Julie Rish, Ph.D., A Clinical Psychologist, Director of Design and Best Practice in the Office of Patient Experience | Director of Communication Skills Training and an Assistant Professor of Medicine at the Cleveland Clinic

Humanism in Medicine

I think that medicine is inherently human. The art of medicine without relationships--- We're not just technicians. Similarly, providing excellent patient experience is about meeting people in a very relational human way. Optimal healing can’t occur without the humanity of medicine and true understanding of another person sitting in front of you, without being able to empathize with your experience. Relationships are healing in and of themselves. When we're connecting as people it's healing to me as a clinician but it's also healing to the person that's sitting in front of me.

Barriers in Healthcare Delivery

There’s a lot of barriers that equal time and task pressure. How can I be present in this moment and not be thinking, three steps ahead or three steps behind but just to be present in the moment? When you do that you can find meaning and purpose in your work. The barrier is how do we overcome those obstacles to create moments of presence, being mindful and truly connecting a human level? In doing so, that's where we can find restoration and purpose and get back to why you chose this profession, this career, this entity in the first place.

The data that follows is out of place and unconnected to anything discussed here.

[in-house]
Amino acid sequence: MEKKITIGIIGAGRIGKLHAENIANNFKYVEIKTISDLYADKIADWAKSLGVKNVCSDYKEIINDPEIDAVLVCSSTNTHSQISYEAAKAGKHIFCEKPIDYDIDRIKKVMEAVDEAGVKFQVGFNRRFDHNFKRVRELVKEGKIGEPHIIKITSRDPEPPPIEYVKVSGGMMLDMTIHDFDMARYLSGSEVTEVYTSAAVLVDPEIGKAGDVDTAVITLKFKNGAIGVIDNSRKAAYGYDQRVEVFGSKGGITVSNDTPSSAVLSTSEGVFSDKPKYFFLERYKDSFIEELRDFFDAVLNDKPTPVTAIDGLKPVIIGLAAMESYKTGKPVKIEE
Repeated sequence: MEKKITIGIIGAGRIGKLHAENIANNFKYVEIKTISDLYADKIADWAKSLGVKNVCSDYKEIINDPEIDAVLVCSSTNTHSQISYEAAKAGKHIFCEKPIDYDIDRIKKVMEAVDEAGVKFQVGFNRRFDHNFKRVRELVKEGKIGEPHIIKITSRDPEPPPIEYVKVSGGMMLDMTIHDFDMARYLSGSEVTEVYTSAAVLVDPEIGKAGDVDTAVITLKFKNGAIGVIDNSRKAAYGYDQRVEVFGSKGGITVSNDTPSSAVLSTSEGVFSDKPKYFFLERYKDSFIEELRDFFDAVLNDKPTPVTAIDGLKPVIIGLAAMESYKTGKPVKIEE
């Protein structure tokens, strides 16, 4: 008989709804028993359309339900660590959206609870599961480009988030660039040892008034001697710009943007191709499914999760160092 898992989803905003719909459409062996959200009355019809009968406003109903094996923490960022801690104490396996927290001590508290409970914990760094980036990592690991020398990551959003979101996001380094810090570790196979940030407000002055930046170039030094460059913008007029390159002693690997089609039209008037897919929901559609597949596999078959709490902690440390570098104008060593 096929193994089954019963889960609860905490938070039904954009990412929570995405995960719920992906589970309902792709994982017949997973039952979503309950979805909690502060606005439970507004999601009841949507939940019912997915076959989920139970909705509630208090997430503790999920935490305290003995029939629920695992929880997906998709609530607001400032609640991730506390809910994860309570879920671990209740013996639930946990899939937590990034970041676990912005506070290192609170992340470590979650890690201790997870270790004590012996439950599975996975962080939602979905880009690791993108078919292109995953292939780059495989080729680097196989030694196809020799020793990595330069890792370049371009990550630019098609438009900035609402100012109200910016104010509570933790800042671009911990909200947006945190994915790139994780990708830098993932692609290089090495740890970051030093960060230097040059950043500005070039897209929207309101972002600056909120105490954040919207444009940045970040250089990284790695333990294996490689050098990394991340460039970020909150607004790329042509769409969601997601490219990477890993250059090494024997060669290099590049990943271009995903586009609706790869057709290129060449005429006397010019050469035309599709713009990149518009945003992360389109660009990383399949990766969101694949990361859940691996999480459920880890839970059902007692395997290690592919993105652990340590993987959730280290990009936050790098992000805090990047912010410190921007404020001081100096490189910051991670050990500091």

Watch/Read The Entire Discussion


Richard I. Levin, MD, FACP, FACC, FAHA, President and CEO of the Arnold P. Gold Foundation, a position he’s held since 2012.

Thoughts on Technology & Healthcare

Technological wonders need now to be incorporated as physicians had done for these two millennia into a system of practice and care that shares the responsibility for the care to the extent possible with the patient and the family. I think it's not so far away, it's not so difficult for us to figure out how to do that as long as this is an accepted goal of the entire system with each health system contributing to it to the best that they can.

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Michael Joseph, PMP is a chronic illness patient from Northern Virginia, currently the founder and C.E.O. of Prime Dimensions and Executive Director of Empathy. Health.

What I can do overall to contribute to the patient journey, patient’s experiences is that's the impetus for, part of that was influenced by what's going on here at the conference, Patient Experience Conference with Dr Adrienne Boissy, MD, MA who has been preaching this for quite some time long before empathy.Health came along.

Curating content from that site into ours would be great. In addition to other industry leaders and folks on Twitter that have really contributed dialogue as well. There’s Empathy Princess on Twitter, Merriman. There’s so many people on Twitter even today, the whole #pinksocks movement and tweet chats (#HCLDR) about this. It's a great platform for people to voice their opinions, their frustrations and best practices. Maybe, we can grab some of that and put that collectively on Empathy.Health as a resource.